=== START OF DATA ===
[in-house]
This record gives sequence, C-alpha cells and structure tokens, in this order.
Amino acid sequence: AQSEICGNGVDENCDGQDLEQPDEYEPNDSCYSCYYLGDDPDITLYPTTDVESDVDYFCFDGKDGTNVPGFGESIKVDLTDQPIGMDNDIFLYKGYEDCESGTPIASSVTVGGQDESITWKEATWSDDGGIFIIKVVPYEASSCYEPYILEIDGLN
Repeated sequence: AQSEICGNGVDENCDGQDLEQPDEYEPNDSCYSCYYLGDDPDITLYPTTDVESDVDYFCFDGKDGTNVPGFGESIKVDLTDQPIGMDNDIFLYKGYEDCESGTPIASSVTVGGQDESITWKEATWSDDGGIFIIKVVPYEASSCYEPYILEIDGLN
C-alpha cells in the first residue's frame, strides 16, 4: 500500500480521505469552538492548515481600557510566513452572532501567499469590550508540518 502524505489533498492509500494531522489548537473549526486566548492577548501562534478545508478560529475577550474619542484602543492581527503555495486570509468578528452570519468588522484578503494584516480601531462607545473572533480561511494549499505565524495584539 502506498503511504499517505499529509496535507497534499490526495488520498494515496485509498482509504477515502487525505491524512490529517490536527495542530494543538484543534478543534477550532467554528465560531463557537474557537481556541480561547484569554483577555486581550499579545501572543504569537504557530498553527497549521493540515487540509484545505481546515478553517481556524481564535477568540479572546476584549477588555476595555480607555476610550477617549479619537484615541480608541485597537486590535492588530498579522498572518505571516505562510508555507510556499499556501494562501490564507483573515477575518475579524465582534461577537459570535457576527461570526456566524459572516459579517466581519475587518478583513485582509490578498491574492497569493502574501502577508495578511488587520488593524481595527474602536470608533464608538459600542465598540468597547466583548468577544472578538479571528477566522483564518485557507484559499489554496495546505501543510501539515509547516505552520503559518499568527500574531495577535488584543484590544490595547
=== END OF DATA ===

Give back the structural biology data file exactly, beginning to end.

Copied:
[in-house]
This record gives sequence, C-alpha cells and structure tokens, in this order.
Amino acid sequence: AQSEICGNGVDENCDGQDLEQPDEYEPNDSCYSCYYLGDDPDITLYPTTDVESDVDYFCFDGKDGTNVPGFGESIKVDLTDQPIGMDNDIFLYKGYEDCESGTPIASSVTVGGQDESITWKEATWSDDGGIFIIKVVPYEASSCYEPYILEIDGLN
Repeated sequence: AQSEICGNGVDENCDGQDLEQPDEYEPNDSCYSCYYLGDDPDITLYPTTDVESDVDYFCFDGKDGTNVPGFGESIKVDLTDQPIGMDNDIFLYKGYEDCESGTPIASSVTVGGQDESITWKEATWSDDGGIFIIKVVPYEASSCYEPYILEIDGLN
C-alpha cells in the first residue's frame, strides 16, 4: 500500500480521505469552538492548515481600557510566513452572532501567499469590550508540518 502524505489533498492509500494531522489548537473549526486566548492577548501562534478545508478560529475577550474619542484602543492581527503555495486570509468578528452570519468588522484578503494584516480601531462607545473572533480561511494549499505565524495584539 502506498503511504499517505499529509496535507497534499490526495488520498494515496485509498482509504477515502487525505491524512490529517490536527495542530494543538484543534478543534477550532467554528465560531463557537474557537481556541480561547484569554483577555486581550499579545501572543504569537504557530498553527497549521493540515487540509484545505481546515478553517481556524481564535477568540479572546476584549477588555476595555480607555476610550477617549479619537484615541480608541485597537486590535492588530498579522498572518505571516505562510508555507510556499499556501494562501490564507483573515477575518475579524465582534461577537459570535457576527461570526456566524459572516459579517466581519475587518478583513485582509490578498491574492497569493502574501502577508495578511488587520488593524481595527474602536470608533464608538459600542465598540468597547466583548468577544472578538479571528477566522483564518485557507484559499489554496495546505501543510501539515509547516505552520503559518499568527500574531495577535488584543484590544490595547